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Posts Tagged ‘Operating System’

Android lost money in 2010

Friday, May 4th, 2012

Android lost money in 2010

During Google’s ongoing legal dispute with Oracle, the judge presiding over the case revealed the Internet giant’s Android mobile operating system was not profitable in 2010, Reuters reported. Google does not publicly report financial information regarding its Android operating system, however the judge did not disclose specific figures, but instead said it lost money in each quarter of 2010. “That adds up to a big loss for the whole year,” he said. Oracle argued that Google should not be able to deduct certain Android expenses for the purposes of copyright damages related to the case.

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Smartphone shipments estimated to reach 1.7 billion in 2017, led by Android

Thursday, May 3rd, 2012

Smartphone shipments to reach 1.7 billion in 2017

Market research firm Ovum estimates that smartphone shipments will continue to grow and reach 1.7 billion units in 2017. The company cites increased demand from emerging markets, alongside the growth of Android, which will fuel ballooning handset shipments. “Android will dominate the smartphone market over the next five years,” said Adam Leach, principal analyst at Ovum. “While Apple has defined the smartphone market since it introduced the iPhone in 2007, we’re now seeing a sharp rise in the shipment volumes of Android, signaling its appeal to leading handset manufacturers.” Android-powered handsets accounted for 44% of the smartphone market in 2011, a significant increase from 17% in 2010. The firm estimates Android’s share will reach 48% in 2017 and Apple’s iOS will account for 27% of the smartphone market, an increase from 23% in 2011. “Although it will remain behind Android in terms of shipment volumes, Apple will continue to be a key player and innovator in the smartphone market over the forecast period,” said Leach. “We expect Microsoft, despite its slow start, to have established Windows Phone as a relevant smartphone platform by 2017.” Ovum’s press release follows below.

Ovum expects smartphone shipments to reach 1.7 billion in 2017 and Android to dominate as OS

London, 3 May 2012. Smartphones will outperform the overall market for mobile phones, growing at a compound annual growth rate (CAGR) of 24.9% for the period 2011–17 to reach 1.7 billion units, according to Ovum. Predictions show Android as the dominant operating system over the next five years as handset vendors rush to make it their primary smartphone platform.

In its latest forecast*, the leading telecoms analyst house reveals global annual mobile phone shipments will grow at a CAGR of 6.3% between 2011 and 2017, driven primarily by demand from emerging markets where connection growth will continue to fuel handset shipments. New shipments in developed markets, such as North America and Western Europe, will be almost entirely made up of smartphones, while feature phones will continue to play a small role in emerging markets in 2017.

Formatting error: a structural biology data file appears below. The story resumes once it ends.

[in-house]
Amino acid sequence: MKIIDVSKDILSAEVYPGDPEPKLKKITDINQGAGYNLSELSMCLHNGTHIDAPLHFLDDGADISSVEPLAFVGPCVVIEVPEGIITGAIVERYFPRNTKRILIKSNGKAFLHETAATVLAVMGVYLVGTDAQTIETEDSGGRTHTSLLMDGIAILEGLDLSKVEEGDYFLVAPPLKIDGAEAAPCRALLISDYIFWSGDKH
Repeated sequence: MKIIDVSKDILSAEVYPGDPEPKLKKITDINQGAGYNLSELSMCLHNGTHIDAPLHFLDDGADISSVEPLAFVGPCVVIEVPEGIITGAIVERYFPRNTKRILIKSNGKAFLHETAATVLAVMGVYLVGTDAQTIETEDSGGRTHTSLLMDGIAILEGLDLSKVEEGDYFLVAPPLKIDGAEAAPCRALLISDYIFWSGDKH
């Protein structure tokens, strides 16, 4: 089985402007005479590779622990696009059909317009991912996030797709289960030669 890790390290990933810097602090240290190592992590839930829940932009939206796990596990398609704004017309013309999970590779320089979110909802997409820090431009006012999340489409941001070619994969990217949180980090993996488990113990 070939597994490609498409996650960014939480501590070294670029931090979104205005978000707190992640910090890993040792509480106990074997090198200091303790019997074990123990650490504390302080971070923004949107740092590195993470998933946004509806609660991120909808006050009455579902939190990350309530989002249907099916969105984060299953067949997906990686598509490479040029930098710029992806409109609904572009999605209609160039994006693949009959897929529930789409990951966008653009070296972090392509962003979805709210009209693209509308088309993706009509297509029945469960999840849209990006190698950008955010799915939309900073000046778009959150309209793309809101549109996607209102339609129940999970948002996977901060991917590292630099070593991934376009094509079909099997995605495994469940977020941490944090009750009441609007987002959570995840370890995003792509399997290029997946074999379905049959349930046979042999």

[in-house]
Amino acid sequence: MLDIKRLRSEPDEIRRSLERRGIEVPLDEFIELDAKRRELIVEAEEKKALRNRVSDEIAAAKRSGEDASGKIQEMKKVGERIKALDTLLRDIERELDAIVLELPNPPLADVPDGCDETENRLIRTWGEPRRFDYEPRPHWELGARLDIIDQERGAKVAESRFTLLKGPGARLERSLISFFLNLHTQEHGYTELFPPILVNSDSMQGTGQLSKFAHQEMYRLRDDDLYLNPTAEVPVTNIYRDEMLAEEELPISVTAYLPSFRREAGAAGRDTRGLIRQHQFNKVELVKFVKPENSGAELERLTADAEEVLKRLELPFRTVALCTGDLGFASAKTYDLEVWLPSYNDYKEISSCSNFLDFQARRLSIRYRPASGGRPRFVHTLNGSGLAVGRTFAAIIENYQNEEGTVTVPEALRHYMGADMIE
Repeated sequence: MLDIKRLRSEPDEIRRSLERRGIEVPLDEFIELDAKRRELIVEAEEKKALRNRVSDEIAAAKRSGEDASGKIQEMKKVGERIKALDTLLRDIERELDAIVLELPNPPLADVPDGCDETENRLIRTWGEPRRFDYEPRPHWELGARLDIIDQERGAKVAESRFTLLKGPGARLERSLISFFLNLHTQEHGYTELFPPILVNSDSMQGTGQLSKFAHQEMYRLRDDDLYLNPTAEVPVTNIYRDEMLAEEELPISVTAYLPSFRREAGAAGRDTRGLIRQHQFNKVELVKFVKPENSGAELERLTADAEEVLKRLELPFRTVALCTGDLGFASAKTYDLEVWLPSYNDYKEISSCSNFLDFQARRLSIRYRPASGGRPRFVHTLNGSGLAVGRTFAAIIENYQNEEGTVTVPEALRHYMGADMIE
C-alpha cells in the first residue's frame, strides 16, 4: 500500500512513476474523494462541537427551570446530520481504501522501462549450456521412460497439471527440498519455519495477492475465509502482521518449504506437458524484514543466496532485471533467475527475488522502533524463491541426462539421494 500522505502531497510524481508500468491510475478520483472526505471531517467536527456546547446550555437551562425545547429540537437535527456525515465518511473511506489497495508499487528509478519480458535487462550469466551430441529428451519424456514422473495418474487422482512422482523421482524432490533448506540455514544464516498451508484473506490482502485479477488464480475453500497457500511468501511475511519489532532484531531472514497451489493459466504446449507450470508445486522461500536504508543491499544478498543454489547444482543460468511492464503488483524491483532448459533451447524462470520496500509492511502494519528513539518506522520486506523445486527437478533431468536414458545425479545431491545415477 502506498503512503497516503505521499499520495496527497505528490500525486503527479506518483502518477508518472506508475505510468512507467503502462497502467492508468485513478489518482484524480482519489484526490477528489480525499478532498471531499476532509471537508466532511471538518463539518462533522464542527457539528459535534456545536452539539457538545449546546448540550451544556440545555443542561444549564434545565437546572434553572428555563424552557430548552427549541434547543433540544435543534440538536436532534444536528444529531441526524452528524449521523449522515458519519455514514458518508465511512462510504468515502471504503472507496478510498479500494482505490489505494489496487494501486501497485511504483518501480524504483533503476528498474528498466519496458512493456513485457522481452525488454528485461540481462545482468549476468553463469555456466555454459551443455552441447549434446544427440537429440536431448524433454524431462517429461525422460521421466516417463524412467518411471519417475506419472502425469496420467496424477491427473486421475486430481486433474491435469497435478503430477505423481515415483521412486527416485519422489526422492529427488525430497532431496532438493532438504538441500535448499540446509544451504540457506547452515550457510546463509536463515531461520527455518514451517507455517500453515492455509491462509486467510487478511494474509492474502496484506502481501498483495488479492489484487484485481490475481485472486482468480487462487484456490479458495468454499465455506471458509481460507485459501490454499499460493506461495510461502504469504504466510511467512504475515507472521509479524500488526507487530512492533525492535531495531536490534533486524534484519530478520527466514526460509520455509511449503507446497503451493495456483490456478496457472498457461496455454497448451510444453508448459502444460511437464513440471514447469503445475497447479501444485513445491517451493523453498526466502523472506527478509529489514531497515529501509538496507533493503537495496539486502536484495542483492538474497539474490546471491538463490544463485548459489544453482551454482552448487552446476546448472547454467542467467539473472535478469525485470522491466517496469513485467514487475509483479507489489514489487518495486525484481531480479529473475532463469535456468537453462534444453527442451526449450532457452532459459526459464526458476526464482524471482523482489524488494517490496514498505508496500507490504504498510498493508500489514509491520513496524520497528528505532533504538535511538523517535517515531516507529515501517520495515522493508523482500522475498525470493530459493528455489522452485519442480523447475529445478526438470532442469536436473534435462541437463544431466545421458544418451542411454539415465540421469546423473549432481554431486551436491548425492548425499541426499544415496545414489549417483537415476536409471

“Android will dominate the smartphone market over the next five years,” said Adam Leach, principal analyst at Ovum. “While Apple has defined the smartphone market since it introduced the iPhone in 2007, we’re now seeing a sharp rise in the shipment volumes of Android, signaling its appeal to leading handset manufacturers.”

Smartphones based on Android accounted for 44% of the smartphone market in 2011, significantly up from 17% in 2010. However, its share will reach 48% in 2017, as Android-based smartphones are expected to grow at a CAGR of 26.8% over the forecast period. Apple’s iOS will be the second most widely deployed software platform in 2017, accounting for 27% of the smartphone market, a slight increase on the 23% share of the market it reported in 2011. Sitting some way behind the Android/iOS duopoly will be the remaining smartphone players.

“Although it will remain behind Android in terms of shipment volumes, Apple will continue to be a key player and innovator in the smartphone market over the forecast period,” says Leach. “We expect Microsoft, despite its slow start, to have established Windows Phone as a relevant smartphone platform by 2017.”

The Windows Phone platform, with the assistance of Nokia, will account for 13% of the smartphone market in 2017. Despite losing significant market share since its high point in 2009, RIM’s BlackBerry platform will still represent 10% of the market in 2017.

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Apple co-founder picks Windows Phone over Android

Monday, April 30th, 2012

Apple co-founder Steve Wozniak picks Windows Phone